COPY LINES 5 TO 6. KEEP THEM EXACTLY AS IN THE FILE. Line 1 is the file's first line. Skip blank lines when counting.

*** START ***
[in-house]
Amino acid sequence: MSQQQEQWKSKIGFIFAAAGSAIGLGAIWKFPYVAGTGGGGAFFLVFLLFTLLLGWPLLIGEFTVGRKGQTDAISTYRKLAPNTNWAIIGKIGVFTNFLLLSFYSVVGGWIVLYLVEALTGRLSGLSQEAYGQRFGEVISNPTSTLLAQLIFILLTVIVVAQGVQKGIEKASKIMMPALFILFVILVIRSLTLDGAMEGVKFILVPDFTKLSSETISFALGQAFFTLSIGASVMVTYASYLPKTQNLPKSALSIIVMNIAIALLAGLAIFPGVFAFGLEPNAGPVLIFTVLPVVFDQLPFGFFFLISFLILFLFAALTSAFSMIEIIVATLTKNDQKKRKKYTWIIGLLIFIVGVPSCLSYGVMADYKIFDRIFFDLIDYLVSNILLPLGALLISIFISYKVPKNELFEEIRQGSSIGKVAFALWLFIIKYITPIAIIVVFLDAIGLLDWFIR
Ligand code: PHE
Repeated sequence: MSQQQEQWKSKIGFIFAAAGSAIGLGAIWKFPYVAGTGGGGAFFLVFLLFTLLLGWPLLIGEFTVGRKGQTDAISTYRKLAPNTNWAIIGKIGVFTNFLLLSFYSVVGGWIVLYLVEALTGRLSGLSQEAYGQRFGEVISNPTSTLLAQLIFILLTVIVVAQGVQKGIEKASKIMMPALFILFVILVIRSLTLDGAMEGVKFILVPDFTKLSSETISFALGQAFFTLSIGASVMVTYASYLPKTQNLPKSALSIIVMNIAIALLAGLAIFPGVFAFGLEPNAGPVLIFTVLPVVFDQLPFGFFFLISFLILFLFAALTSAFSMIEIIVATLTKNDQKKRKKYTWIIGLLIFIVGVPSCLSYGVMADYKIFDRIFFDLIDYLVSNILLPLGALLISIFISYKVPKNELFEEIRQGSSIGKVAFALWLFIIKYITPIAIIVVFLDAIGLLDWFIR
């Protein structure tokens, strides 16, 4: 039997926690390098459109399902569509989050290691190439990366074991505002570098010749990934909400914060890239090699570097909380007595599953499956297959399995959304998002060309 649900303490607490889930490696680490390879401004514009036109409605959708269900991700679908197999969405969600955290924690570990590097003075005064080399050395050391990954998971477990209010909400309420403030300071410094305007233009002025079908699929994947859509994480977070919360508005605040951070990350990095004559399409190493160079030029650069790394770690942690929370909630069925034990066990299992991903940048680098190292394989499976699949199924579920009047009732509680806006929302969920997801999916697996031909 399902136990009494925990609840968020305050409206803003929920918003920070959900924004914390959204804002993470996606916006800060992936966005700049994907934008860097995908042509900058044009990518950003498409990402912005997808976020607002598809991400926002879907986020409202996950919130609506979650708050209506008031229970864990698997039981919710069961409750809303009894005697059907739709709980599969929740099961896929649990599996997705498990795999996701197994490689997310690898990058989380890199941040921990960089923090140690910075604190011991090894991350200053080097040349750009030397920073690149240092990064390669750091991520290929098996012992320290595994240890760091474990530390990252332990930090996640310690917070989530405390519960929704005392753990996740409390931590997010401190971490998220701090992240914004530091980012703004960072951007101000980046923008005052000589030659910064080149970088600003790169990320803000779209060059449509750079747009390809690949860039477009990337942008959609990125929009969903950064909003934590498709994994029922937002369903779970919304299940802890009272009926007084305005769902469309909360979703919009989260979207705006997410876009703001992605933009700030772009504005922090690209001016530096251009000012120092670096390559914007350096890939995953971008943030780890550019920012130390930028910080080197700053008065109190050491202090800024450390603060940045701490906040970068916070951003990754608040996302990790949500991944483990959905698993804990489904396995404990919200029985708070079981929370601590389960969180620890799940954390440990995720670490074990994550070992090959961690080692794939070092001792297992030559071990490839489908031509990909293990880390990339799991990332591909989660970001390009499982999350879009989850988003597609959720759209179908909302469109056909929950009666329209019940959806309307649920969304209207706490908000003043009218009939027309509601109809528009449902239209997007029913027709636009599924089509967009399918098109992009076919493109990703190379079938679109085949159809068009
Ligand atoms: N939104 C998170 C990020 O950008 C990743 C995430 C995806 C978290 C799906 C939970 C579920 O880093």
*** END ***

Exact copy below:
């Protein structure tokens, strides 16, 4: 039997926690390098459109399902569509989050290691190439990366074991505002570098010749990934909400914060890239090699570097909380007595599953499956297959399995959304998002060309 649900303490607490889930490696680490390879401004514009036109409605959708269900991700679908197999969405969600955290924690570990590097003075005064080399050395050391990954998971477990209010909400309420403030300071410094305007233009002025079908699929994947859509994480977070919360508005605040951070990350990095004559399409190493160079030029650069790394770690942690929370909630069925034990066990299992991903940048680098190292394989499976699949199924579920009047009732509680806006929302969920997801999916697996031909 399902136990009494925990609840968020305050409206803003929920918003920070959900924004914390959204804002993470996606916006800060992936966005700049994907934008860097995908042509900058044009990518950003498409990402912005997808976020607002598809991400926002879907986020409202996950919130609506979650708050209506008031229970864990698997039981919710069961409750809303009894005697059907739709709980599969929740099961896929649990599996997705498990795999996701197994490689997310690898990058989380890199941040921990960089923090140690910075604190011991090894991350200053080097040349750009030397920073690149240092990064390669750091991520290929098996012992320290595994240890760091474990530390990252332990930090996640310690917070989530405390519960929704005392753990996740409390931590997010401190971490998220701090992240914004530091980012703004960072951007101000980046923008005052000589030659910064080149970088600003790169990320803000779209060059449509750079747009390809690949860039477009990337942008959609990125929009969903950064909003934590498709994994029922937002369903779970919304299940802890009272009926007084305005769902469309909360979703919009989260979207705006997410876009703001992605933009700030772009504005922090690209001016530096251009000012120092670096390559914007350096890939995953971008943030780890550019920012130390930028910080080197700053008065109190050491202090800024450390603060940045701490906040970068916070951003990754608040996302990790949500991944483990959905698993804990489904396995404990919200029985708070079981929370601590389960969180620890799940954390440990995720670490074990994550070992090959961690080692794939070092001792297992030559071990490839489908031509990909293990880390990339799991990332591909989660970001390009499982999350879009989850988003597609959720759209179908909302469109056909929950009666329209019940959806309307649920969304209207706490908000003043009218009939027309509601109809528009449902239209997007029913027709636009599924089509967009399918098109992009076919493109990703190379079938679109085949159809068009
Ligand atoms: N939104 C998170 C990020 O950008 C990743 C995430 C995806 C978290 C799906 C939970 C579920 O880093």